More than 16,000 lavender flowers are ready to bud at the Denver Botanic Gardens

More than 16,000 lavender flowers are ready to bud at the Denver Botanic Gardens

Tulip beds at the Denver Botanic Gardens in 2023

Spring has sprung up in classic Colorado style this year, alternating between cold, snowy days and warm, sunny days. It’s a combination that has flower lovers wondering when one of the Denver Botanic Gardens’ most popular attractions will be ready for display: beds filled with more than 16,200 lavender flowers in vibrant shades of orange, yellow, red, pink and white.

The answer, according to parks spokeswoman Erin Breed, is that it won’t take long. Buds can already be seen at the base of some tulip plants, but the stems have not yet extended.

The recent snowfall, which covered Denver in a 6.5-inch layer of snow, hasn’t bothered the plants, Byrd says. “The snow does not harm the bulbs and will not harm the leaves and flower beds. It insulates the plant and protects it from freezing,” she explained. “Flowers that bloom during a snowfall can look worse for wear after the thaw, but the plant is not damaged and will come back next spring.”

Spring flowers always attract more visitors to gardens, but tulips are especially popular. Many locals plan their trip to the gardens around the tulip schedule, and the organization shares tulip status updates and bloom alerts on social media.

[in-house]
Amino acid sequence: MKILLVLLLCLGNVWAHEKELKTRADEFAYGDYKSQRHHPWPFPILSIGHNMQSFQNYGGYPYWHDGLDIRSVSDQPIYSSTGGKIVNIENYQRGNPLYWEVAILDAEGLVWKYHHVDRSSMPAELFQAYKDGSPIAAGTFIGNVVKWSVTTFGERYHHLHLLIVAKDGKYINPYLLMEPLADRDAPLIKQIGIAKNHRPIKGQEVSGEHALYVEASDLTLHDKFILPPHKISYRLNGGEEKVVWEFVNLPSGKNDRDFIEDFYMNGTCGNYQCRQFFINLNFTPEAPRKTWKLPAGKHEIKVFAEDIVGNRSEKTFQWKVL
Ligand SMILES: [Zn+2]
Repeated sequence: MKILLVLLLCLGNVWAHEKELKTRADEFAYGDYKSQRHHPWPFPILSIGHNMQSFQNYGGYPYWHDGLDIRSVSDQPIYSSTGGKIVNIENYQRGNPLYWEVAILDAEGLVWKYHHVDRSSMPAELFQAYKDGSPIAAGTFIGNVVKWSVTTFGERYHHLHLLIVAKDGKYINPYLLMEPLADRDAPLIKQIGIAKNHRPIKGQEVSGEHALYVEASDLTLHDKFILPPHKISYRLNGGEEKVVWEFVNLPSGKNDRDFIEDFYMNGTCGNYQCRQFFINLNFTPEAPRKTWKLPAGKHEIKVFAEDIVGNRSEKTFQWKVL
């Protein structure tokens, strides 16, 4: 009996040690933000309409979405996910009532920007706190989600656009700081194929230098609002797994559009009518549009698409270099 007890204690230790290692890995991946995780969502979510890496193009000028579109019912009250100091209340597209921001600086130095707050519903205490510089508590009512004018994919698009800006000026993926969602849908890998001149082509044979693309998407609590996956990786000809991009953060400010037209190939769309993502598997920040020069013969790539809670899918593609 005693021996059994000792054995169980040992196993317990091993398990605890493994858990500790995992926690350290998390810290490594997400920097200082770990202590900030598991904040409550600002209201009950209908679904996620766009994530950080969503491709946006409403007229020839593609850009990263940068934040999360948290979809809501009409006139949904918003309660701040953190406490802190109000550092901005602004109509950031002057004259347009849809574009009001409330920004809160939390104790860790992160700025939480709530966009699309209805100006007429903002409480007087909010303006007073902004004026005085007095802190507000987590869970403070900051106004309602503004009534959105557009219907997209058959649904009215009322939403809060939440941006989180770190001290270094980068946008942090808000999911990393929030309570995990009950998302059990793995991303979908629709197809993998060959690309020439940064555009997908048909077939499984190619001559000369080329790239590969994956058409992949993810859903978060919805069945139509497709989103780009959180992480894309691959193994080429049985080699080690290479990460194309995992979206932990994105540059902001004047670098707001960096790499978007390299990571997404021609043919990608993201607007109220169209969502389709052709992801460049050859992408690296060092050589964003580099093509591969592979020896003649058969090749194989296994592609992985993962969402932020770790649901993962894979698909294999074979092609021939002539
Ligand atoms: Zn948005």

Flowering will begin in mid-April if temperatures are warmer, said Bridget Blomquist, associate director of horticulture at DBG. “My best guess is that in the next three weeks we will actually start to see flowers appear if temperatures stay on the warm side.”

Temperature also affects how long the blooms last. During periods of warm weather, flowering usually lasts for a few weeks. Cold weather keeps tulips in bloom longer, but snow and wind can reduce bloom time.

Most annual garden tulips are grown in raised, raised beds. The shape of the bed determines how the tulips will be arranged. Bloomquist said she likes to fill each piece from edge to edge. “During peak bloom, the view is absolutely stunning with large beds tightly packed with colorful tulips. It’s a beautiful celebration of spring.”

Coloradans are lucky because tulips won’t grow in a lot of places, says Bridget Bloomquist, Denver Botanic Gardens horticulturist of annuals, who designed and planted the Annuals Garden and Pavilion. (Denver Post file)

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